A man of style and wit and smarts, Robert Forster is. A real songwriter who makes the best of a fragile voice. Half of the legendary Go-Betweens. His newie, “Inferno,” is an odd fish that works in spite of itself. Quite a few of the songs have such simple plodding underpinnings that I almost recoiled, but the grace and verve of the lyrics carry even those ditties through. With varied instrumental backing and a clear sonic feel, the album readily graces a road trip. As ever with Forster, it’s the standout tracks that transform. “I’ll Look After You” is a touchingly naïve long song that comes straight from the heart. “Inferno (Brisbane in Summer)” surges, an urgent crunch paean to a city few sing about. And at the end, one of his best songs ever, “One Bird in the Sky,” his voice aching (“time to hit the ground, time to walk around”) for the simple pure life.
What I’ve heard this year, in terms of rock music, hasn’t thrilled me like my reading and watching have. Only four albums hit the 8/10 mark and they’re a varied bunch of records by mostly older musicians, so your tastes might not match. But do give them a shot.
“Iran Iraq Ikea” from grizzled Swedish veterans Big Bad Byrd is charmingly psychedelic.
Conor Oberst teams up with talented Phoebe Bridgers under the moniker of Better Oblivion Community Center. It’s splendid!
Uncommonly suffused with beauty, “The Wisdom Line” is the best in David Bridie’s inspired career.
Check out the literate earworm songs by English pop-punk maestro Edwyn Collins on “Badbea.”
Fourth album from James Chapman, known as Maps, an absurdly talented studio creator of electronic-based songs, is called “Colours. Reflect. Time. Loss” And it’s a creation that seems to echo all those expansive ideas, a major unfurling into a quasi-symphonic extravaganza replete with other vocalists and musicians, even a string ensemble. Chapman’s songs range from quirky to pastoral, his voice sounds like half a dozen different touchstones. The ambience is lush and sometimes poppy, sometimes pastoral. What a blissful listen! My core tracks are the opener, “Surveil,” more Grandaddy than the original; the long, grandiloquent “Wildfire” with its unforgettable chorus; and “You Exist in Everytning,” a rolling, sweet anthem.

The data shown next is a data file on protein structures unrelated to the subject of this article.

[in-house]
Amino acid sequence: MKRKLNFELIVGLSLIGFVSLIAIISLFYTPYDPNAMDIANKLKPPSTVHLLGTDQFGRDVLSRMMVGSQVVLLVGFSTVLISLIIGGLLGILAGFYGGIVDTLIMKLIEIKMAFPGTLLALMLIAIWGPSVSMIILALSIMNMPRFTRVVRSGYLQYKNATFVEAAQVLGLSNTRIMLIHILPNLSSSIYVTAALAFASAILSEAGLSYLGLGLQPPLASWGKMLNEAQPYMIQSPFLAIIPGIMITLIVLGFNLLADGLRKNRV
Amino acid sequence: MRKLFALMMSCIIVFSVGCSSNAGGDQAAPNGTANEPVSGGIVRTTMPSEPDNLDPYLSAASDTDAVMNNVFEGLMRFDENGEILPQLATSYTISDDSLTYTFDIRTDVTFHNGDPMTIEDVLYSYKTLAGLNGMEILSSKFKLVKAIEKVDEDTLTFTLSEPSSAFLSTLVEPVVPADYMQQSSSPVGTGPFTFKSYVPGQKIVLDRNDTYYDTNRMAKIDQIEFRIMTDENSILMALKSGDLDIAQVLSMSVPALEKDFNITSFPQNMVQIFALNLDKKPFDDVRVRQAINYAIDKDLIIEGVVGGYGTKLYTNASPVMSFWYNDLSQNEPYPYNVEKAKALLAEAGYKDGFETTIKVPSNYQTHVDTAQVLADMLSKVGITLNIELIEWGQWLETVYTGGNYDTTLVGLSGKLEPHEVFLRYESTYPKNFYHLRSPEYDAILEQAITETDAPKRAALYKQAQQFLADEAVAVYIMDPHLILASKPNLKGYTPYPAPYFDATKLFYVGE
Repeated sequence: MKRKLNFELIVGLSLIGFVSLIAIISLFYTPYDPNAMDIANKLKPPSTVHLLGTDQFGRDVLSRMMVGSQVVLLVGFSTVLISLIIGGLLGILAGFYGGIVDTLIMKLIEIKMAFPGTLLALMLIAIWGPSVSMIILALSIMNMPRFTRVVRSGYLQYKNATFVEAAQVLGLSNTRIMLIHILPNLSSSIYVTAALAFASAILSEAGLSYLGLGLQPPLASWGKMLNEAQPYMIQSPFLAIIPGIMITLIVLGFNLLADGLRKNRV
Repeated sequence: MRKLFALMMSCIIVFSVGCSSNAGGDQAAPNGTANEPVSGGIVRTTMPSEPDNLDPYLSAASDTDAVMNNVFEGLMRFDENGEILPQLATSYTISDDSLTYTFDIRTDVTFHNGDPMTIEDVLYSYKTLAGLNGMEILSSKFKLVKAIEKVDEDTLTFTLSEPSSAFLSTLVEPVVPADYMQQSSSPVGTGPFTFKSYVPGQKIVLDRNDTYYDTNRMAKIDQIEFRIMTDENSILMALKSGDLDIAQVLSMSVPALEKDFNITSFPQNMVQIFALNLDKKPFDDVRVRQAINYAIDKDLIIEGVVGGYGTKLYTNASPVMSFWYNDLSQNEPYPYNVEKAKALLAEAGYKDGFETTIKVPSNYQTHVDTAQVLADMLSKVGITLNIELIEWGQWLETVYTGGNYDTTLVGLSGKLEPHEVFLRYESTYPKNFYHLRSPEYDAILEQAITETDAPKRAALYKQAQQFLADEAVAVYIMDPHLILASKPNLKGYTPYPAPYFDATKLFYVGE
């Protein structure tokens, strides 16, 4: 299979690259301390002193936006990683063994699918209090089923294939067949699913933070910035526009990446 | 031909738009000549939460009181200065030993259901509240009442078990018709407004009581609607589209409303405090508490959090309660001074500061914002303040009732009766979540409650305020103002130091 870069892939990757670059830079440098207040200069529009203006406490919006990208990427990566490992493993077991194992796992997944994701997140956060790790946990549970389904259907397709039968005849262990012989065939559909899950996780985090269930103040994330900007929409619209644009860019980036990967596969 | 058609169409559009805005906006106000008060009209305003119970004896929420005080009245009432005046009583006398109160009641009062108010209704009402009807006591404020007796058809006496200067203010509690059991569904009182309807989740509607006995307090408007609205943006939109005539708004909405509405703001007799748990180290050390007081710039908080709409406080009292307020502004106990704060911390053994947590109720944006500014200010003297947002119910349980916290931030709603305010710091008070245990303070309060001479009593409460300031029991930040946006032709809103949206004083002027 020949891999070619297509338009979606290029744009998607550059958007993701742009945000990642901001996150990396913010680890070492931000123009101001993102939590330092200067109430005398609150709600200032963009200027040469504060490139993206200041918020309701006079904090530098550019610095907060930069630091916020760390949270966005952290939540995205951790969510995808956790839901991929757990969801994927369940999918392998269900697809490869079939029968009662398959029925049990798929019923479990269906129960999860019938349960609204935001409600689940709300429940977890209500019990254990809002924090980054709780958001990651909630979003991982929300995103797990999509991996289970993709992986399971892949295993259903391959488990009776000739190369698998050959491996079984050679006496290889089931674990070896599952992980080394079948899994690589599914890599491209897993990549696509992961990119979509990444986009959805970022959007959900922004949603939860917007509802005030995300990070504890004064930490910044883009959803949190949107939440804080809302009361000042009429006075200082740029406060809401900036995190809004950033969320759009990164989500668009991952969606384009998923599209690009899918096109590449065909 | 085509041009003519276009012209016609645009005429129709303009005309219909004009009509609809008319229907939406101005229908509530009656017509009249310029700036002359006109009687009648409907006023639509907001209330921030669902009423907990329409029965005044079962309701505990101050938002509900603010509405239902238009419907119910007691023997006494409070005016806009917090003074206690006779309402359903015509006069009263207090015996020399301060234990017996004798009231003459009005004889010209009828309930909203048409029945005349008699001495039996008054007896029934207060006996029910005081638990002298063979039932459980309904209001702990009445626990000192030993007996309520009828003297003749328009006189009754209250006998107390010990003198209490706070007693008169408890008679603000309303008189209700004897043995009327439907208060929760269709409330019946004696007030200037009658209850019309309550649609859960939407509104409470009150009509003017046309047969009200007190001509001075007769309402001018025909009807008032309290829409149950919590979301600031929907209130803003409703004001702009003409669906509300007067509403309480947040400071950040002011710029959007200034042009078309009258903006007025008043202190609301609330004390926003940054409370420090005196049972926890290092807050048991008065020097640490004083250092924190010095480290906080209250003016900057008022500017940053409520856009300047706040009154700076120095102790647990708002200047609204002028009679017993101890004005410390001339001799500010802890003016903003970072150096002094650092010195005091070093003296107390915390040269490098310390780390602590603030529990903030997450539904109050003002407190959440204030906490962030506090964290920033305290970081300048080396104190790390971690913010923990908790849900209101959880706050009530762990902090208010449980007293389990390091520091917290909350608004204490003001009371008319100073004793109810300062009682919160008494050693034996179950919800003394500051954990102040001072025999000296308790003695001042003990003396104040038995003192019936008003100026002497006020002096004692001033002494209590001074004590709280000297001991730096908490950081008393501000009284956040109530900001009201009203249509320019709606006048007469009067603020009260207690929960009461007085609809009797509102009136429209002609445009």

In their day, Orange Juice passed me by; my knowledge comes from Robert Forster’s amazing memoir. “Badbea” is frontman Edwyn Collins’s ninth, and his first in a half decade or so. The front cover portrays him hamming it up with a walking stick and a couple of songs work that seam, but this release is no “gentle into the night” strum-along. The sound throughout has a swaggering fatness, every tune is constructed with skill, and Collins’s voice remains a baritone force, able to croon or punk-holler. Buttressed with simple yet poetic lyrics, every song has lodged in my head, replaying while working or jogging. Favorites – and they’re hard to choose – are literate earworm “It’s All About You,” driving “Outside,” and sweet “Beauty.” Grab this – Edwyn Collins is on fire.
Amanda Palmer has forged her own path since her Dresden Doll days and is now a unique firebrand performer and Patreon favorite with an independent cast of mind. “There Will Be No Intermission” is an impressive, cohesive crowdfunded work with 10 tracks, separated by 10 musical interludes. Sparsely instrumented, mostly with her piano or banjo, her expressive voice is often delicate, sometimes roaring. Highlights include the nine-minute candid “The Ride,” a passionate cry for solidarity; “Drowning in the Sound,” with its electronica beat and backing, railing against social media hate; and “Bigger on the Inside,” her voice cracking over a repetitive refrain as she covers insults, forbearance and her dead brother. Beauty resides on every truth-infused song.